AIChE Chemical Engineering for Good Challenge, also known as ACE4G, is a competition to encourage chemical engineering students and their partners to consider how chemical engineering know-how can be appropriately applied on a small scale to improve the quality of life for communities in the developing world.
We caught up with the student chapter team members Hannah Duffy and Madison Frei to learn more about their competition idea, what inspired them to enter the competition, and what they learned in the process.
How did you come up with the idea for your competition submission, “Low-Cost Molds for Prosthetic Liners”?
Hannah: One of BYU’s most popular engineering elective courses is Global Engineering Outreach (GEO) where students form interdisciplinary teams and work with local individuals to create solutions to problems in developing communities. In conjunction with 2ft Prosthetics at BYU, our GEO team connected with Prostetis Imbabura, a humanitarian prosthetics clinic in Ecuador.
The clinic receives donated prosthetics, but prosthetic liners are expensive and cannot be reused. Our job was to engineer a mechanism to create liners on site. Our low-cost mold is a solution for the clinic to fabricate their own prosthetic liners for each patient.
Madison: The project was first brainstormed by a past BYU student who worked with the clinic to find a meaningful project for our humanitarian engineering class, Global Engineering Outreach. The initial idea was pitched to our team, and then we did a lot of research and brainstorming to design and build the low-cost liner mold.
Do you think that the technology you recommended could be implemented on a larger scale?
Hannah: Yes! With some iteration and further work, this project has the potential to be far-reaching in prosthetic clinics across the globe. As we improve our design, we expect the manufacturing precision of liner batches to improve dramatically.
As we reach this point, training programs and adequate sourcing of materials, including medical-grade silicone and various fabric types, must be available in locations of implementation. We hope that implementation will occur in the upcoming years so prosthetic liners can become more affordable.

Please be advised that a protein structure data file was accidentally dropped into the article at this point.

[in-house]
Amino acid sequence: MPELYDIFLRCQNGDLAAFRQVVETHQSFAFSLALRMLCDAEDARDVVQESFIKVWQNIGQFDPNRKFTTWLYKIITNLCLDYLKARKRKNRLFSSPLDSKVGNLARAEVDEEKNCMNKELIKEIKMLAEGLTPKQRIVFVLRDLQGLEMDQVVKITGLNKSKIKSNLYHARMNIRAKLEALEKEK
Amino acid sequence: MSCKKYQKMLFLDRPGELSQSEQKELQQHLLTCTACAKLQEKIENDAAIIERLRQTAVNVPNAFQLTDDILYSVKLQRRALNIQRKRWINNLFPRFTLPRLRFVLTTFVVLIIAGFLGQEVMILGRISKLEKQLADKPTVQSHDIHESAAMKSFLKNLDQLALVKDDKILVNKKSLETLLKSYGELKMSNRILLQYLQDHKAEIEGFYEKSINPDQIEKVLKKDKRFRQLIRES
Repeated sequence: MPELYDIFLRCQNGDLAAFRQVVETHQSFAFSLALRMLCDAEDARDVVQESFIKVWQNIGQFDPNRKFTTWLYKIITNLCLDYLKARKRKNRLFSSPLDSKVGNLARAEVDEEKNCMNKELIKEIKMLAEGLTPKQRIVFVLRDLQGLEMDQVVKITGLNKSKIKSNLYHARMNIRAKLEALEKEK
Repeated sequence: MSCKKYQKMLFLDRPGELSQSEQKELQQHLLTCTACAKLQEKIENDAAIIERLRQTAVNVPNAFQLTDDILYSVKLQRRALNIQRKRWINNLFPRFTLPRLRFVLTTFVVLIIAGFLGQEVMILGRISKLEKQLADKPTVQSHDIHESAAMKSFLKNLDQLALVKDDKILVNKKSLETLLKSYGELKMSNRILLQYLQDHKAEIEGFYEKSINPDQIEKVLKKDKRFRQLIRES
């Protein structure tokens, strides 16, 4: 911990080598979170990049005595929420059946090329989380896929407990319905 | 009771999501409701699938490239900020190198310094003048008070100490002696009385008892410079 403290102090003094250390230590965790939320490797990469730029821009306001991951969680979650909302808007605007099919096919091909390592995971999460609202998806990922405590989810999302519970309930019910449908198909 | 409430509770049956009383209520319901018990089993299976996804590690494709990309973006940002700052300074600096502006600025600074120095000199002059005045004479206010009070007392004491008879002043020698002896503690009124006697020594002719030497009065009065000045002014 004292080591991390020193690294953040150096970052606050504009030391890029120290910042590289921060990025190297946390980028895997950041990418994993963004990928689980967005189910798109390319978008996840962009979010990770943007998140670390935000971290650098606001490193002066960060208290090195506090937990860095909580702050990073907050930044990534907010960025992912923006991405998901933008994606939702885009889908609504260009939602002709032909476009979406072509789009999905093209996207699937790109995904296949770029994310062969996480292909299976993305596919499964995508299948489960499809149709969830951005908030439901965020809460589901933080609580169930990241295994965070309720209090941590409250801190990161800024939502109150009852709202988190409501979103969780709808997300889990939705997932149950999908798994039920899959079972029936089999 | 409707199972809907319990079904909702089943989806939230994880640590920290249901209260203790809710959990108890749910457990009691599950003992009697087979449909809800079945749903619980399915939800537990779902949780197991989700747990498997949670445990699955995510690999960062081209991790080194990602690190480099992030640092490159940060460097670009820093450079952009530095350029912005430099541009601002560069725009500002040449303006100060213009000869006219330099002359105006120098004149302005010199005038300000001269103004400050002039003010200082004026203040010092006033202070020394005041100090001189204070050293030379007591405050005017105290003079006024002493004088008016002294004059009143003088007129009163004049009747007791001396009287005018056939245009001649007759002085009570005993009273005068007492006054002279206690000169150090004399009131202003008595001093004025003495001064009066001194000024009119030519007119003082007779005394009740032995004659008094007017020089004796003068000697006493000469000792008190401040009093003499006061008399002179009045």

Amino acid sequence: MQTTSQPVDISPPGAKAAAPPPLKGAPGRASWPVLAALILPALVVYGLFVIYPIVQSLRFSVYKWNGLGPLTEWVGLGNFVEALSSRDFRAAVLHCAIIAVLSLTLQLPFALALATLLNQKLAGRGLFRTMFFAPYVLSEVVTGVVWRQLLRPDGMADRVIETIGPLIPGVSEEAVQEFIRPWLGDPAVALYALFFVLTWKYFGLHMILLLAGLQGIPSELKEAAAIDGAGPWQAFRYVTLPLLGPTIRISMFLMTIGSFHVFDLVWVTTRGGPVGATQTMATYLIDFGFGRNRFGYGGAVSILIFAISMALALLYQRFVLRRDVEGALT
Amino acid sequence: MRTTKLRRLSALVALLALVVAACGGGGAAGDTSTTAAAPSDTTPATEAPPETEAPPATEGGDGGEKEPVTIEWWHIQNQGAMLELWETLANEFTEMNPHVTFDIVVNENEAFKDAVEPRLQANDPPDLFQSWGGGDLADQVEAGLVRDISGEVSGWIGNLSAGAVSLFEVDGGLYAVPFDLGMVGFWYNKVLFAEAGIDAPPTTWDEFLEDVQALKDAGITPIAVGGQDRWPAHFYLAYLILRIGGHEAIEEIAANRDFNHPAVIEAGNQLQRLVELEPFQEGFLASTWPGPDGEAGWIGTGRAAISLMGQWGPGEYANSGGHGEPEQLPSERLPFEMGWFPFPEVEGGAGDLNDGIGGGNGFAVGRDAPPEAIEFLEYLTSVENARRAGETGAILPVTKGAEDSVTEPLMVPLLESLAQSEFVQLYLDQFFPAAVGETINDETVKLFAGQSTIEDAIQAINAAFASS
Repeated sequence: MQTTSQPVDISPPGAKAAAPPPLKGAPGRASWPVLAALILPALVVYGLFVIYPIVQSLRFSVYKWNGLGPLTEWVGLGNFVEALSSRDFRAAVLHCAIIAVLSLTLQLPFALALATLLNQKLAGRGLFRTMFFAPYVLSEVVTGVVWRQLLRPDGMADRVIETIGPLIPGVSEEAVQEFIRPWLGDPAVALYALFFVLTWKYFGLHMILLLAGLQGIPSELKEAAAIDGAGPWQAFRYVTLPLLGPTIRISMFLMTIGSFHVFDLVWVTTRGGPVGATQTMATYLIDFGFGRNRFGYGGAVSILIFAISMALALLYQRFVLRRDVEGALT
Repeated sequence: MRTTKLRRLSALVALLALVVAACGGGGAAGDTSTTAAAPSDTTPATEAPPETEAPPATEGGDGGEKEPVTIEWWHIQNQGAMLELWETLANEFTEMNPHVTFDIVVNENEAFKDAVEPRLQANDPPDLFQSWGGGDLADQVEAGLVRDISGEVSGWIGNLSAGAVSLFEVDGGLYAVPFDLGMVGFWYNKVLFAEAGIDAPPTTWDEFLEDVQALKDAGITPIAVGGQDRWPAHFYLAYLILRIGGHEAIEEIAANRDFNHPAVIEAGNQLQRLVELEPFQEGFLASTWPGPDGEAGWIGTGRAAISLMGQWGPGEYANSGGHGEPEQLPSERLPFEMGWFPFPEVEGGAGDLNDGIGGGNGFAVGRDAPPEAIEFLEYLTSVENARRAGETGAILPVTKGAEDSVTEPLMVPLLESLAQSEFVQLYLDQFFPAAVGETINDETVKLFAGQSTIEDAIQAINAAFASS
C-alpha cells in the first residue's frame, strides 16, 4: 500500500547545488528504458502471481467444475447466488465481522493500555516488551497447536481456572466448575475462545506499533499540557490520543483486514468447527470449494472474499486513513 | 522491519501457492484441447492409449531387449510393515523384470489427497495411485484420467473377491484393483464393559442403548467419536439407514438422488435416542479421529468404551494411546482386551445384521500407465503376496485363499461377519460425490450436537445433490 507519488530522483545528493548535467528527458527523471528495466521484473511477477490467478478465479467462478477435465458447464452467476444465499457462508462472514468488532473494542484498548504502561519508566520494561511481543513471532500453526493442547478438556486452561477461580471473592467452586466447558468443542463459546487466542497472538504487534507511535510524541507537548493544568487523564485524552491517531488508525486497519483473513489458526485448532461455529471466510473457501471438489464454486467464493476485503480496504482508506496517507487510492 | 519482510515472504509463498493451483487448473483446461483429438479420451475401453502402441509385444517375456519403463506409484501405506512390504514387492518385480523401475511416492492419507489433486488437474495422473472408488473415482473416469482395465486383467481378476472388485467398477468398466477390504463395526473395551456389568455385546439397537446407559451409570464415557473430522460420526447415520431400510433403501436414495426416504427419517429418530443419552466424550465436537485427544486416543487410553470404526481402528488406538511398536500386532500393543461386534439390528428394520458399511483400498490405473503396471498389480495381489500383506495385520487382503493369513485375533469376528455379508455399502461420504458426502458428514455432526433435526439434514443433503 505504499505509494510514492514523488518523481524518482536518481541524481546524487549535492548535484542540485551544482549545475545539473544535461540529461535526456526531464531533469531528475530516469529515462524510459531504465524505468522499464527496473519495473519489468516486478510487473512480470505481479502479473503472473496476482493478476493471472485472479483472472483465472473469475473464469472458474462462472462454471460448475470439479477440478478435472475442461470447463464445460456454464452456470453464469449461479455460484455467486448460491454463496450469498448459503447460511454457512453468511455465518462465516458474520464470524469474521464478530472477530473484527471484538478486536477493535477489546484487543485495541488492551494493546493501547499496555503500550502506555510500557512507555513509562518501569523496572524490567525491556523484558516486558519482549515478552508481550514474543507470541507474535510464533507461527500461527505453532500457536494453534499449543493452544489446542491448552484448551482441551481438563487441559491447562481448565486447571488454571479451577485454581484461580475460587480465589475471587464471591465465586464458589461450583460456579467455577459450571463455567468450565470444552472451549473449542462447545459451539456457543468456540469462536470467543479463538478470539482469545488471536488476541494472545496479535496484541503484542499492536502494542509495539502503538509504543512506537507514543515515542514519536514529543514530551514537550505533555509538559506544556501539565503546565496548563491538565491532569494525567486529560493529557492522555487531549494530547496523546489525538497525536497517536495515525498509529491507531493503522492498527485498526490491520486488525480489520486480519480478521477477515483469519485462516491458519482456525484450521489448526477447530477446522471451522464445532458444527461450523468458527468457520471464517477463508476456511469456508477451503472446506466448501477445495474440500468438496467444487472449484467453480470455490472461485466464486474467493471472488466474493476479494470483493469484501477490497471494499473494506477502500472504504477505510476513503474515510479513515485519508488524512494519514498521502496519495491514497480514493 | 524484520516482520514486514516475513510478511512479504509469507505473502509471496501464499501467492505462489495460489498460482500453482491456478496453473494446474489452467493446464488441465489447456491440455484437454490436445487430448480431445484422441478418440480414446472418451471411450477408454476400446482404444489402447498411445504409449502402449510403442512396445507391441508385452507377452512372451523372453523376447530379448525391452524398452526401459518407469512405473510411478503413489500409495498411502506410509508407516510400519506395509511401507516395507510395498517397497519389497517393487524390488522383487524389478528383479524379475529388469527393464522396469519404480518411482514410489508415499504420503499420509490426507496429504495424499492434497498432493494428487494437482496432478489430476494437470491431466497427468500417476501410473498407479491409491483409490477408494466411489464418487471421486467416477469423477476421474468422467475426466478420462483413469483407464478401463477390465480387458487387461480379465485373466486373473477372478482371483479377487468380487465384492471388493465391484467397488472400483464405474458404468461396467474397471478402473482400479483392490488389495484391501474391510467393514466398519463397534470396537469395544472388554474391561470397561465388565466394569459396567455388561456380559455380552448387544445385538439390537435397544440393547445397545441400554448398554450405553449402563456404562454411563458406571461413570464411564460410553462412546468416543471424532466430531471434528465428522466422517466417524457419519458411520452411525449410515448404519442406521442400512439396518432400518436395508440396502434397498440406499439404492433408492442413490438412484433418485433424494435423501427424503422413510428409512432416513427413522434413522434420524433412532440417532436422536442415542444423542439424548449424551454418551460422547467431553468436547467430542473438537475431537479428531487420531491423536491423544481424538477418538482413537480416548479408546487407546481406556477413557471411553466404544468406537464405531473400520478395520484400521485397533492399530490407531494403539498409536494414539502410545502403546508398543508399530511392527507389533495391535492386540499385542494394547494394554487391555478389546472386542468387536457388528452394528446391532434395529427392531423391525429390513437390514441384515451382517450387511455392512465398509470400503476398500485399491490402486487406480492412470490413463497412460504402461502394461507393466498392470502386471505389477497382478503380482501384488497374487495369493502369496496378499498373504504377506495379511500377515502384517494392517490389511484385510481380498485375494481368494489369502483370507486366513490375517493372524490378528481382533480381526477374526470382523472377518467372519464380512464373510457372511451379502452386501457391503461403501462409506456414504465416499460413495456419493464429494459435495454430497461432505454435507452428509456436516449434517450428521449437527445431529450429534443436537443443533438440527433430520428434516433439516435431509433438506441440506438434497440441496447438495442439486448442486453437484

Madison: Definitely! One of the key aspects of this project is that it’s low-cost. It lends itself to scaling the project to produce many molds that can be used around the world to help prosthetic clinics around the globe make more affordable liners for their patients.
One of the best parts of this project was getting to work on an interdisciplinary team to creatively solve a problem. We each contributed our ideas and helped each other in different areas of weakness. —Madison Frei
What inspired you to enter this competition?
Hannah: We believe in the impact low-cost prosthetic liners can have on patients’ lives and we wanted to bring awareness to the Prostetis Imbabura’s mission to provide prosthetic care to those who cannot afford it. We hoped that entering an AIChE competition would inspire other BYU students to get involved in outreach projects such as the ones GEO does each year to use their engineering skills for good!
Madison: We were so excited to contribute our ideas to a project that so directly improves people’s well-being and livelihood by giving them a more affordable and comfortable option for their prosthetic liner. We love Protesis Imbabura’s work and how they help improve the lives of so many.
We hope that this competition can help raise awareness of how current engineering students can contribute their skills to do good!
What were some of the highlights of working on this competition with your team members? Did you learn anything new in the process?
Hannah: I loved the interdisciplinary nature of this project! Our team included chemical, mechanical, and manufacturing engineers, and each individual’s skills were needed for success. I learned concepts of CAD design and woodworking prototyping as well as elements of mold manufacturing and material testing.
As a chemical engineer, I mostly focused on material selection and testing of each of our silicone and fabric components with each mold iteration. As a team, we learned to work across cultural and geographical barriers with the tools we had, even in the middle of a pandemic. I am so grateful for this opportunity to share what we have learned as university students with our friends in Ecuador.
Madison: One of the best parts of this project was getting to work on an interdisciplinary team to creatively solve a problem. We each contributed our ideas and helped each other in different areas of weakness. I learned a lot about the design process and how to keep working to problem solve when an on-paper perfect design doesn’t quite pan out in real life!
2021 ACE4G Challenge
The second cycle of the 2021 ACE4G Challenge is open for registration through October 29, 2021. For more information about the ACE4G Challenge, contact Alan Zagoria at email@example.com and visit this page regularly for updated information.